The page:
A new tool is heading to the International Space Station and it’s all thanks to a Valley teen.
It’s call the Carabiner tool Clip and it was designed and built by 18-year-old Austin Suder from Scottsdale.
“It’s a clip that astronauts can clip to a tool bag or themselves or any part of the International Space Station but it also holds tools the astronauts might use on the International Space Station as well,” said Suder. “This one holds ratchets and sockets, and this one holds hex drivers.”
His winning design was for the ‘Two for the Crew’ Challenge put on by Future Engineers, the American Society of Mechanical Engineers Foundation, and help from NASA. The challenge asked students to invent a useful tool for astronauts living in space. Participants were asked to create a multifunctional object that combined two items into one to be 3D printed by astronauts on the ISS, and Austin’s invention is it.
“It should be really cool when it’s up there,” said Suder.
The competition took months to judge as judges were looking at the manufacturability of the design and effective communication of the design.
Austin used his own 3D printer and some pretty complex software to design his tool and test for durability, flexibility and efficiency. He came up with the concept after doing a lot of research.
“I looked into some research and into some of the NASA publishing’s and things like that and they’ve ended up losing tools on the International Space Station due to zero gravity,” said Suder.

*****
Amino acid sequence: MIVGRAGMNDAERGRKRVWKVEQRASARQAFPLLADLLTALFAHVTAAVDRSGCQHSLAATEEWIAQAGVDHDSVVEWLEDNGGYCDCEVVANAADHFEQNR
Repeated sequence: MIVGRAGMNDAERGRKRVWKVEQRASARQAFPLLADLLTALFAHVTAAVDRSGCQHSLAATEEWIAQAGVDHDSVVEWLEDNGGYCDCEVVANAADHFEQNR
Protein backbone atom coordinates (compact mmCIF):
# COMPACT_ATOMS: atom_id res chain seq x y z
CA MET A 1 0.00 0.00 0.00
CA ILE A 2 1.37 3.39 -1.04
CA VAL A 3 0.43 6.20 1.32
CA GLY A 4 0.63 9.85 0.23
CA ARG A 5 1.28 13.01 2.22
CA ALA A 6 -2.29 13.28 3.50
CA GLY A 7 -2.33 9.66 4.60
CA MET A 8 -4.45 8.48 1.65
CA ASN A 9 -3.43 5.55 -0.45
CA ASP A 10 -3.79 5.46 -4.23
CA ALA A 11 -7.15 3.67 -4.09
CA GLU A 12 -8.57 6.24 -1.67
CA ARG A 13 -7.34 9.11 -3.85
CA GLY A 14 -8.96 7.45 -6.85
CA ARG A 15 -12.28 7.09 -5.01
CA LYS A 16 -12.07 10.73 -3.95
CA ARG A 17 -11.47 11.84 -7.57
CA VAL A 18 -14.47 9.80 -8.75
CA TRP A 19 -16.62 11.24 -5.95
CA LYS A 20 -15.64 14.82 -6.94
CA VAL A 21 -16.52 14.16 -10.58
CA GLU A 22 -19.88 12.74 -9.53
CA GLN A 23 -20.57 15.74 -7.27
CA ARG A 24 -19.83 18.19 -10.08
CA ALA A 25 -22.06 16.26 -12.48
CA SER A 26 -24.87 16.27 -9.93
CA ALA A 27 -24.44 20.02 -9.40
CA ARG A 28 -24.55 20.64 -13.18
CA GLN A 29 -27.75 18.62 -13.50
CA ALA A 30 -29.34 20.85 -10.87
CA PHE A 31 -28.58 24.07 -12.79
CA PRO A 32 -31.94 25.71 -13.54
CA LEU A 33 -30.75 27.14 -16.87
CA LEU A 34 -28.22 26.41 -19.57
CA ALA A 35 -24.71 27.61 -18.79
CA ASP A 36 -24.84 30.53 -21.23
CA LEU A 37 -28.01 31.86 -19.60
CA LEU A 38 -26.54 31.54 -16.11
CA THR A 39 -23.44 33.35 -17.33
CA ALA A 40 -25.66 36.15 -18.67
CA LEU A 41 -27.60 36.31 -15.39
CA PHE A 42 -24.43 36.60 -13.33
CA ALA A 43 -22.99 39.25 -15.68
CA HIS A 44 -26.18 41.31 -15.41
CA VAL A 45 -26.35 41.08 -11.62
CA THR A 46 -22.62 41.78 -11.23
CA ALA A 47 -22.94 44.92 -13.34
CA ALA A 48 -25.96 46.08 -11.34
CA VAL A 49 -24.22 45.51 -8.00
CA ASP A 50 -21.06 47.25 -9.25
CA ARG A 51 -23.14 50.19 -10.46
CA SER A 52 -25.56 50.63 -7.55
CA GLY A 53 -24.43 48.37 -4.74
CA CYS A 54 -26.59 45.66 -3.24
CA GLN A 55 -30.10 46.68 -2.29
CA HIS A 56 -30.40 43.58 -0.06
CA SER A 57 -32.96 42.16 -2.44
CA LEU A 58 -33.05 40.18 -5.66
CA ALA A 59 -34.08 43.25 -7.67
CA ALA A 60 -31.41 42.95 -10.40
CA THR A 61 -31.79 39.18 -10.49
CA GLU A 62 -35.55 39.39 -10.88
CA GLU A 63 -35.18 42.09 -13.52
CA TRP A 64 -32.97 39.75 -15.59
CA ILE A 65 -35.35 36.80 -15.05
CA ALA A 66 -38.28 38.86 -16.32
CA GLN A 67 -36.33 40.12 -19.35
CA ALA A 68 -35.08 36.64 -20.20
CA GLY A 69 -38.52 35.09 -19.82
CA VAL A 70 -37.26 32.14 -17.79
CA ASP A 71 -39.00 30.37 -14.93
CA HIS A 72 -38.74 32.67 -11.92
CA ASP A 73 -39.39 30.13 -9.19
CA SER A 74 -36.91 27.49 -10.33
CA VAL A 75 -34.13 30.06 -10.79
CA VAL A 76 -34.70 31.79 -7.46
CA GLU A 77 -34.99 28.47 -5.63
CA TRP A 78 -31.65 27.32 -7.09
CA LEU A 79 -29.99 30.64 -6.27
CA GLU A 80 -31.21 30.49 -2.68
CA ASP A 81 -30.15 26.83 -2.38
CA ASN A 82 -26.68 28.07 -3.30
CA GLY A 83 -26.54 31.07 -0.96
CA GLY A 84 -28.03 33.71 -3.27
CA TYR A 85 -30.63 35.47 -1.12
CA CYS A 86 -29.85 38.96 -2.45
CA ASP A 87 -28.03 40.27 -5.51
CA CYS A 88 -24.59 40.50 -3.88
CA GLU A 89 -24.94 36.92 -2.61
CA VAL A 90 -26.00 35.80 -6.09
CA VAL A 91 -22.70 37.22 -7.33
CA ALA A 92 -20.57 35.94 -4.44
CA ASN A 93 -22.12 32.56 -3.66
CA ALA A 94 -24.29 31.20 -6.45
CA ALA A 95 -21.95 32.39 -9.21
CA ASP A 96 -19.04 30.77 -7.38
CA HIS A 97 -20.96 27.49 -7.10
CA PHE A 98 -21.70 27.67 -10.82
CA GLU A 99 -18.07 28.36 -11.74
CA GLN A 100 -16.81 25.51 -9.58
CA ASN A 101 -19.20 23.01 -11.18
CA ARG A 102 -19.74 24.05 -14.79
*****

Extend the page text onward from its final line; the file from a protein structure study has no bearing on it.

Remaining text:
Suder says his invention fixes that problem.
“Ultimately, it saves them a lot of money right? Tools – and if a tool gets lost it could potentially cost them the entire mission or the experiment,” he said.
Over 500 designs were submitted from participants from across the country and Suder’s invention will be the one to take off into outer space.
His design is expected to be printed on the ISS within the next 9 months by Made in Space Inc.
Apart from winning the competition, Suder also received a 3D printer which he donated to Arcadia High School's robotics team that just recently won the Imagery Award in a robotics competition over the weekend. Suder will also be flown to Washington D.C. to learn about the history and future of space exploration.